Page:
Riot police used pepper spray on protesters who blockaded Bermuda’s Parliament on Friday to stop the territory’s government from authorizing an airport redevelopment deal which was initially offered to the Cayman Islands.
The Canadian Commercial Corp., a Canadian government-owned company, entered talks with Bermuda’s government after proposals for the $200 million airport partnership collapsed in Cayman.
The deal was scuppered here amid concerns from the Foreign and Commonwealth Office over the lack of tendering process and complaints from retailers and businesses that they would be cut out of the new privately run airport.
It has proved an even more controversial proposition in Bermuda.
As the ruling One Bermuda Alliance, which holds a slender majority in the territory, prepared to push through enabling legislation on Friday, hundreds of protesters linked arms to block legislators from entering the gates of the House of Assembly.
Police in riot gear tried to clear a path through the crowd, dousing some protesters in pepper spray, the Royal Gazette newspaper reported.
Eventually the debate was postponed.
The proposal on the table in Cayman, similar to the one now being discussed in Bermuda, would have involved the Canadian firm financing and building expansions to the airport and runway in exchange for a 30-to-40-year operating concession and the right to collect “aeronautical and non-aeronautical revenues.”
Concerns were expressed about a loss of direct government revenue, loss of control over a key strategic asset for the country and potential loss of jobs at the airport. On the plus side, the deal would have led to an extensive redevelopment without adding to public sector debt – a troubling issue for both territories.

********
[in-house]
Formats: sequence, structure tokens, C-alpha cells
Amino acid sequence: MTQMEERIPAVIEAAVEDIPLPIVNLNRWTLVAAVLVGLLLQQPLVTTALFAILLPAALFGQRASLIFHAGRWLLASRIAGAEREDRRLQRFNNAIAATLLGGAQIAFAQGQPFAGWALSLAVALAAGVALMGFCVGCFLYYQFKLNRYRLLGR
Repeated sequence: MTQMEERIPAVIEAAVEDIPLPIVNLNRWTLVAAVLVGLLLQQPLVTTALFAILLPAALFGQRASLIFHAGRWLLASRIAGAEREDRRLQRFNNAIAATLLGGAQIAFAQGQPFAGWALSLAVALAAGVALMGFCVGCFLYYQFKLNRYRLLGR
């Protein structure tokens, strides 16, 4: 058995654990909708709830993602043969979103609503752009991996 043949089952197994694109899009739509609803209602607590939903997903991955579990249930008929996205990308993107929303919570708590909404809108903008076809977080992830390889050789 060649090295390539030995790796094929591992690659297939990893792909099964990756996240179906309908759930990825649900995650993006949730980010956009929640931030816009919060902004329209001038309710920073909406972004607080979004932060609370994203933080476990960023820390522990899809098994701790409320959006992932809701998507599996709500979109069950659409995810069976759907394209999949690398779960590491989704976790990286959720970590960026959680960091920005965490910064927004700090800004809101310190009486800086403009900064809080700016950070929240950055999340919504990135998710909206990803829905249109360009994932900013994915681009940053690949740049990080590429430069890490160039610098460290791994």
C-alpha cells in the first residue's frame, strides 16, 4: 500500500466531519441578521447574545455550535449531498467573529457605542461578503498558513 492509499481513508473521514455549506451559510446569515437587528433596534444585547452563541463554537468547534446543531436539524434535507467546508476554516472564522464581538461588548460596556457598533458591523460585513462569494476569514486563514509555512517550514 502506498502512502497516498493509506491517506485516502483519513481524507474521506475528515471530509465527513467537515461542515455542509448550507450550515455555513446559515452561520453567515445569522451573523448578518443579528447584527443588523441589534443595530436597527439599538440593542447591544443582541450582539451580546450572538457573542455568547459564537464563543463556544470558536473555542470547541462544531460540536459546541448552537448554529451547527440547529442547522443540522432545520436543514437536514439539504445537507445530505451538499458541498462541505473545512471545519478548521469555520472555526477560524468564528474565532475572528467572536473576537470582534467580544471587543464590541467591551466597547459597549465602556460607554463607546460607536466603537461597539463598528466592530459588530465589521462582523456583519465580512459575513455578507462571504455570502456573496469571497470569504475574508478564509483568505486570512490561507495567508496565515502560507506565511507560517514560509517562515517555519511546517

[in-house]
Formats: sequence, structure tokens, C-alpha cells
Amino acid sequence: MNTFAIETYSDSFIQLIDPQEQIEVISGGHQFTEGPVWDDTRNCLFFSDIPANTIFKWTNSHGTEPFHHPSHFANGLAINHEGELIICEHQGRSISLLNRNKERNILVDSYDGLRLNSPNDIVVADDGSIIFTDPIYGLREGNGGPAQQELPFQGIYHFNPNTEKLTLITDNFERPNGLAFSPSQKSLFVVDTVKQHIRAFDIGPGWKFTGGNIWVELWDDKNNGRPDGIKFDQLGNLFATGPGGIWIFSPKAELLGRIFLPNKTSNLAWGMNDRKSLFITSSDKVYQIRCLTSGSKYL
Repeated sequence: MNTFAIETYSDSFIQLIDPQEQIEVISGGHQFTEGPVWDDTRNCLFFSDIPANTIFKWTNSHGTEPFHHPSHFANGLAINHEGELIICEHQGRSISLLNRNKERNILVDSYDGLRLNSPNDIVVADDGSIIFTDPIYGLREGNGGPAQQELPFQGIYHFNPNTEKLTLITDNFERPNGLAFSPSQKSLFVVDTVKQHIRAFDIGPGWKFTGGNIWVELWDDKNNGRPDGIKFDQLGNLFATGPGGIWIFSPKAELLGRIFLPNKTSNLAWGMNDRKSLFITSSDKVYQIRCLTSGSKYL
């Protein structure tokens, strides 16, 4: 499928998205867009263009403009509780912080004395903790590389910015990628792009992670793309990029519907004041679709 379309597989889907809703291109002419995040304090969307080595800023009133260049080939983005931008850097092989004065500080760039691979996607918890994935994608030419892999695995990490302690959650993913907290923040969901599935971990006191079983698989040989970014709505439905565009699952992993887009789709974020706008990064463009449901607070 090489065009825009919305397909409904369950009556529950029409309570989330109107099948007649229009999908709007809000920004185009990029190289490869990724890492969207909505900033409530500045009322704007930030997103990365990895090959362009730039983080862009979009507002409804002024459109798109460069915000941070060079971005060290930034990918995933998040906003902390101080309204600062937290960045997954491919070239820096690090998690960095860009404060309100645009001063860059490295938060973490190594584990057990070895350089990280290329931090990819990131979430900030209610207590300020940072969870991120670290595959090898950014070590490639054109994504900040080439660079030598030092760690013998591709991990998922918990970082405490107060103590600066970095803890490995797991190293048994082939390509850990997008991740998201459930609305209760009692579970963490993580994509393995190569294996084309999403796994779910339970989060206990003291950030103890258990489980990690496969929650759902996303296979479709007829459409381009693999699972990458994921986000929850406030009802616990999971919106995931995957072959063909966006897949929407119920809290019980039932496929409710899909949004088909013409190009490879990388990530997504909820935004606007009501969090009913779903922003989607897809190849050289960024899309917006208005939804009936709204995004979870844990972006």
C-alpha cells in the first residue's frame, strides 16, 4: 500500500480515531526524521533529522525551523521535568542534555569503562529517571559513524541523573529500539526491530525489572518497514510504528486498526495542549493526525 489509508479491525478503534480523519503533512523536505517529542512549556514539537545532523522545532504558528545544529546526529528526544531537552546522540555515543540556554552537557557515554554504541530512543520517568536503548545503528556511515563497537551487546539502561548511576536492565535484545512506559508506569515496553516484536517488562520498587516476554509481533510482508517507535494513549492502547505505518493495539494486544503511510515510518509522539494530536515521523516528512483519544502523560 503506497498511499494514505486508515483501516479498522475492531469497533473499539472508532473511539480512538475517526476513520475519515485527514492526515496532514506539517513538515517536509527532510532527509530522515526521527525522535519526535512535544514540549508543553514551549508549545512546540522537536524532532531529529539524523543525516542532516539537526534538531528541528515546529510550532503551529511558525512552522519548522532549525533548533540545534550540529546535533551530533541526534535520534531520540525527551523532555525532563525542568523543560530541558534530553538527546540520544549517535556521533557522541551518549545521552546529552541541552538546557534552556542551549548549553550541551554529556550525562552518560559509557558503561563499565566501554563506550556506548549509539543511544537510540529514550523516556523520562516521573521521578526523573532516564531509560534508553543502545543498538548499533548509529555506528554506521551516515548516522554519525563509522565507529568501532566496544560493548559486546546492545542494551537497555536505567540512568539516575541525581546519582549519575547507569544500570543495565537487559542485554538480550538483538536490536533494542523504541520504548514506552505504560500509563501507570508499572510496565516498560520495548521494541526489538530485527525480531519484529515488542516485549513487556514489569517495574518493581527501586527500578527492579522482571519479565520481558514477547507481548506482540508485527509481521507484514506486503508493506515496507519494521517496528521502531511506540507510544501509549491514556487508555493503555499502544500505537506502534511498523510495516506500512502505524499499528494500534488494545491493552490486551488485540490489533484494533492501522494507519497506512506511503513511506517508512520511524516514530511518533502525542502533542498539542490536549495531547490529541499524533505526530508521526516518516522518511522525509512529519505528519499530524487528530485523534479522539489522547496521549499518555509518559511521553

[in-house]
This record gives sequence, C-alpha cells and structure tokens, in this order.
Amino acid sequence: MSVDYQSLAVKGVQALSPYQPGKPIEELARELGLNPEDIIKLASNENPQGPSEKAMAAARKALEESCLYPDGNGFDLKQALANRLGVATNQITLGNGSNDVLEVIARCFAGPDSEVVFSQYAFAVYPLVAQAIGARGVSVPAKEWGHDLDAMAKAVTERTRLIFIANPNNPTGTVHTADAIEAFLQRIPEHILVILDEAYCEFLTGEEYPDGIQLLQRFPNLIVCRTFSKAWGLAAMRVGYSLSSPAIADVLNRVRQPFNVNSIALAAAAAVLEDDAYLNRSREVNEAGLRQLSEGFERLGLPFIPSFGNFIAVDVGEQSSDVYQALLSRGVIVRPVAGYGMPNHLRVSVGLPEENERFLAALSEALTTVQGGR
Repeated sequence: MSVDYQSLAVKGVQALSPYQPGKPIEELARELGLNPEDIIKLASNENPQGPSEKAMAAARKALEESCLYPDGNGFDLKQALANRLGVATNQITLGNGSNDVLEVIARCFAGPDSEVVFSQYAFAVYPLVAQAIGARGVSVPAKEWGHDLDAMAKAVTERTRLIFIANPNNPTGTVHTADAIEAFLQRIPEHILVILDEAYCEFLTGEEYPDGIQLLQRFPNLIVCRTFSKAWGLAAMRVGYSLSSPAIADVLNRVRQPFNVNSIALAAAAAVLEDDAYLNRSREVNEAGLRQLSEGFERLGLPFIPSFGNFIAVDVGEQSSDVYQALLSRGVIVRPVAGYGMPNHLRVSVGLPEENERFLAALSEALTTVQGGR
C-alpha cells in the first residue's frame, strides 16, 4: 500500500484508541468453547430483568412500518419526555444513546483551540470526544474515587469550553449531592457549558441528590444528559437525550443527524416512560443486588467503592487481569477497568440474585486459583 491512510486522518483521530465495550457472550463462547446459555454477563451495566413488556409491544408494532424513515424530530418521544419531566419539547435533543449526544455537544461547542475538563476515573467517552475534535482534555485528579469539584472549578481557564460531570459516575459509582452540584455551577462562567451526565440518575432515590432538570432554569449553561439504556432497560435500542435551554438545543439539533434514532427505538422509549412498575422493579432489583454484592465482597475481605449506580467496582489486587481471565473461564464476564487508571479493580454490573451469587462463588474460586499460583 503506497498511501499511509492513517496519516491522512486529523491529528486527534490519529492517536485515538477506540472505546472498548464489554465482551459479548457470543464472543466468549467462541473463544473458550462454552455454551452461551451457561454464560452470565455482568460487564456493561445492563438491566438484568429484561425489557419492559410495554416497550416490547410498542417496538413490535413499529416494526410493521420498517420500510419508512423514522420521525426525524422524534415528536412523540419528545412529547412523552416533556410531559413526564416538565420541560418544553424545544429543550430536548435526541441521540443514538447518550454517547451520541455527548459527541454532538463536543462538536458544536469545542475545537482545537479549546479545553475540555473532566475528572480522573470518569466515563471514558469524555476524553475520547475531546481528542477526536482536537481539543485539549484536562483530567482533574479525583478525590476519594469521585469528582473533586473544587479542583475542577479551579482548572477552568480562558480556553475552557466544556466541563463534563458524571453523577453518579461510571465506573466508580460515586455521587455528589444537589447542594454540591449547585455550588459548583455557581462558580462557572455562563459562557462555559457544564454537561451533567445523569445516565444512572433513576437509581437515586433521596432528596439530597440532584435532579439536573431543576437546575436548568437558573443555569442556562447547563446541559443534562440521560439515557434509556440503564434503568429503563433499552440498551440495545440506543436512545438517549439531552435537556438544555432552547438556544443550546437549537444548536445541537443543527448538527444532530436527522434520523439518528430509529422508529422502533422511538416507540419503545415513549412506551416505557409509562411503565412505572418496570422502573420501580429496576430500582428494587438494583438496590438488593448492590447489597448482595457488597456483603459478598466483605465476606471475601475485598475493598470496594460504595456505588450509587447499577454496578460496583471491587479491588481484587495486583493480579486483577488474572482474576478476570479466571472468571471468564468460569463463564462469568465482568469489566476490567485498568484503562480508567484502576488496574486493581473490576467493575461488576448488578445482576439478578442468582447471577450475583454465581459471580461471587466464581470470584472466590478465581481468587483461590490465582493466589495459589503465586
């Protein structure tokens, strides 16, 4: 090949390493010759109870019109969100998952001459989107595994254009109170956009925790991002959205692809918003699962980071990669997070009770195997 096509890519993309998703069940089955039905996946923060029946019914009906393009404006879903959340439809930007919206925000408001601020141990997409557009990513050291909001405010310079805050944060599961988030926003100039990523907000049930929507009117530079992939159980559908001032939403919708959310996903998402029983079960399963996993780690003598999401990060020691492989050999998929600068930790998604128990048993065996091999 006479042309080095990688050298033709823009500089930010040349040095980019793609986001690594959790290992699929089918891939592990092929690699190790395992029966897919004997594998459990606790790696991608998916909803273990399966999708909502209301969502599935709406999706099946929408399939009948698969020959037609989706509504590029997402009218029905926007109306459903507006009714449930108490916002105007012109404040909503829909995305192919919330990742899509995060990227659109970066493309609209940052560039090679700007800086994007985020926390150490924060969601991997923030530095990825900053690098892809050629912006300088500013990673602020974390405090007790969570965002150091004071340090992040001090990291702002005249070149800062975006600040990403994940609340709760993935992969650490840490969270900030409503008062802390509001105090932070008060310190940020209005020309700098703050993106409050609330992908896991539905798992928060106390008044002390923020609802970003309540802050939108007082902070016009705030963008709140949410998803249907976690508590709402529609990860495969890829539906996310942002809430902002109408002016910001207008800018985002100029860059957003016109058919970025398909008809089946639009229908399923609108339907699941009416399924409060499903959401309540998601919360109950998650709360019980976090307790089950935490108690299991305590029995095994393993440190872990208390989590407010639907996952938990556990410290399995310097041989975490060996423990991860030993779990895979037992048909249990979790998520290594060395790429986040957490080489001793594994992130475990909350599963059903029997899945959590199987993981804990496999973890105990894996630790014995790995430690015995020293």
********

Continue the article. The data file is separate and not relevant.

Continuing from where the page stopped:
Robert Hamaty, chairman of the airport tenants association in Cayman, said it was a bad deal with few benefits other than keeping debt off the government balance sheet. He said he was not surprised to see it meet with opposition in Bermuda, but did not agree with the tactic of blockading parliament.
In Cayman, he said, the tenants association had met with the Cayman Islands Airports Association board and highlighted the problems similar deals had caused in other countries.
“The Canadian Vancouver company takeover was rejected by the previous CIAA board,” he said.
“The plan was for government to lease out the airport for 40 years, locals get removed and foreign companies take over the shops …. The country loses its sovereignty and the airport becomes like a USA shopping mall with high prices, not to mention the local airport management is removed.”
Similar concerns were highlighted in Bermuda.
MP Walton Brown told the Cayman Compass his party objected to the length of the contract and the lack of tendering process. He said there were far too many concessions involved on the government side.
Opposition leader David Burt said in a radio interview before Friday’s protest, “The One Bermuda Alliance is planning on using their very slim majority to sell our airport, to privatize our airport to a foreign company and we cannot let that happen.”
Bermuda Premier Michael Dunkley told the Gazette before Friday’s debate that the project would “generate jobs, career and business opportunities for Bermudians, get built on time, on budget, and stimulate economic growth with no increase in the national debt.”